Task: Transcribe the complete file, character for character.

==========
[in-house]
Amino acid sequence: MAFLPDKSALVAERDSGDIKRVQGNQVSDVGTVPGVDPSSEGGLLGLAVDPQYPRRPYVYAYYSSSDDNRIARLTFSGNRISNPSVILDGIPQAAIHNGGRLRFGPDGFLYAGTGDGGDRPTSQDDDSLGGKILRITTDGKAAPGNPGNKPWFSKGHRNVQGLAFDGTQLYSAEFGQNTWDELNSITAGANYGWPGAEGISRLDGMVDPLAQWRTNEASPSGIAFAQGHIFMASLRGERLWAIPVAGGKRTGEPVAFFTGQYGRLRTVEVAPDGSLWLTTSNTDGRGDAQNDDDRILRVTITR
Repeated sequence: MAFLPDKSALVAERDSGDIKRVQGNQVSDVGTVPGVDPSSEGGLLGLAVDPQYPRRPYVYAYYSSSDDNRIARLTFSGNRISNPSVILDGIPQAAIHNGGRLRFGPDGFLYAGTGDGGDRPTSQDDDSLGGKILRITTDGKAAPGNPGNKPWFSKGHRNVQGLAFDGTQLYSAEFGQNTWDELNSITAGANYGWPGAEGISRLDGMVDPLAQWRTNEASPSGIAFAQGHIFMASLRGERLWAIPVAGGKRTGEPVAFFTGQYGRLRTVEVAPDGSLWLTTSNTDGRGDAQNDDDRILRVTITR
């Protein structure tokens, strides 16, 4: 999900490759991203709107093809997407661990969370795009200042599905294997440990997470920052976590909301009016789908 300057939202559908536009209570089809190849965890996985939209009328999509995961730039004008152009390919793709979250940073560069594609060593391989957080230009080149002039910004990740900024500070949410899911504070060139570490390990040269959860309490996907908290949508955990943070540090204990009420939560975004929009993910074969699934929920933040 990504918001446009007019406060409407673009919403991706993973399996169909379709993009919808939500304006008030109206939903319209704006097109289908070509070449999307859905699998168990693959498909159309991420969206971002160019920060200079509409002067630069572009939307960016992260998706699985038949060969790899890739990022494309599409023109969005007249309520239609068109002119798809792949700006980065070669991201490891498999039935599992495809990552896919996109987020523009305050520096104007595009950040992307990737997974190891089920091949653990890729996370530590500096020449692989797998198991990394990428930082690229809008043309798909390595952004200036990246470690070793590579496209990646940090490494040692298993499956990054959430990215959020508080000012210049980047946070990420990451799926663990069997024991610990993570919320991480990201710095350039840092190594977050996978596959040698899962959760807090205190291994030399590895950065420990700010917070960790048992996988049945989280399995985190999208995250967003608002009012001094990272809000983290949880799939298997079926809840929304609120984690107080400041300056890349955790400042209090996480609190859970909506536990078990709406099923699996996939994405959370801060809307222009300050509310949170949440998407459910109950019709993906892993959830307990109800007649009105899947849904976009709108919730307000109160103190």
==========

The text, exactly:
[in-house]
Amino acid sequence: MAFLPDKSALVAERDSGDIKRVQGNQVSDVGTVPGVDPSSEGGLLGLAVDPQYPRRPYVYAYYSSSDDNRIARLTFSGNRISNPSVILDGIPQAAIHNGGRLRFGPDGFLYAGTGDGGDRPTSQDDDSLGGKILRITTDGKAAPGNPGNKPWFSKGHRNVQGLAFDGTQLYSAEFGQNTWDELNSITAGANYGWPGAEGISRLDGMVDPLAQWRTNEASPSGIAFAQGHIFMASLRGERLWAIPVAGGKRTGEPVAFFTGQYGRLRTVEVAPDGSLWLTTSNTDGRGDAQNDDDRILRVTITR
Repeated sequence: MAFLPDKSALVAERDSGDIKRVQGNQVSDVGTVPGVDPSSEGGLLGLAVDPQYPRRPYVYAYYSSSDDNRIARLTFSGNRISNPSVILDGIPQAAIHNGGRLRFGPDGFLYAGTGDGGDRPTSQDDDSLGGKILRITTDGKAAPGNPGNKPWFSKGHRNVQGLAFDGTQLYSAEFGQNTWDELNSITAGANYGWPGAEGISRLDGMVDPLAQWRTNEASPSGIAFAQGHIFMASLRGERLWAIPVAGGKRTGEPVAFFTGQYGRLRTVEVAPDGSLWLTTSNTDGRGDAQNDDDRILRVTITR
């Protein structure tokens, strides 16, 4: 999900490759991203709107093809997407661990969370795009200042599905294997440990997470920052976590909301009016789908 300057939202559908536009209570089809190849965890996985939209009328999509995961730039004008152009390919793709979250940073560069594609060593391989957080230009080149002039910004990740900024500070949410899911504070060139570490390990040269959860309490996907908290949508955990943070540090204990009420939560975004929009993910074969699934929920933040 990504918001446009007019406060409407673009919403991706993973399996169909379709993009919808939500304006008030109206939903319209704006097109289908070509070449999307859905699998168990693959498909159309991420969206971002160019920060200079509409002067630069572009939307960016992260998706699985038949060969790899890739990022494309599409023109969005007249309520239609068109002119798809792949700006980065070669991201490891498999039935599992495809990552896919996109987020523009305050520096104007595009950040992307990737997974190891089920091949653990890729996370530590500096020449692989797998198991990394990428930082690229809008043309798909390595952004200036990246470690070793590579496209990646940090490494040692298993499956990054959430990215959020508080000012210049980047946070990420990451799926663990069997024991610990993570919320991480990201710095350039840092190594977050996978596959040698899962959760807090205190291994030399590895950065420990700010917070960790048992996988049945989280399995985190999208995250967003608002009012001094990272809000983290949880799939298997079926809840929304609120984690107080400041300056890349955790400042209090996480609190859970909506536990078990709406099923699996996939994405959370801060809307222009300050509310949170949440998407459910109950019709993906892993959830307990109800007649009105899947849904976009709108919730307000109160103190």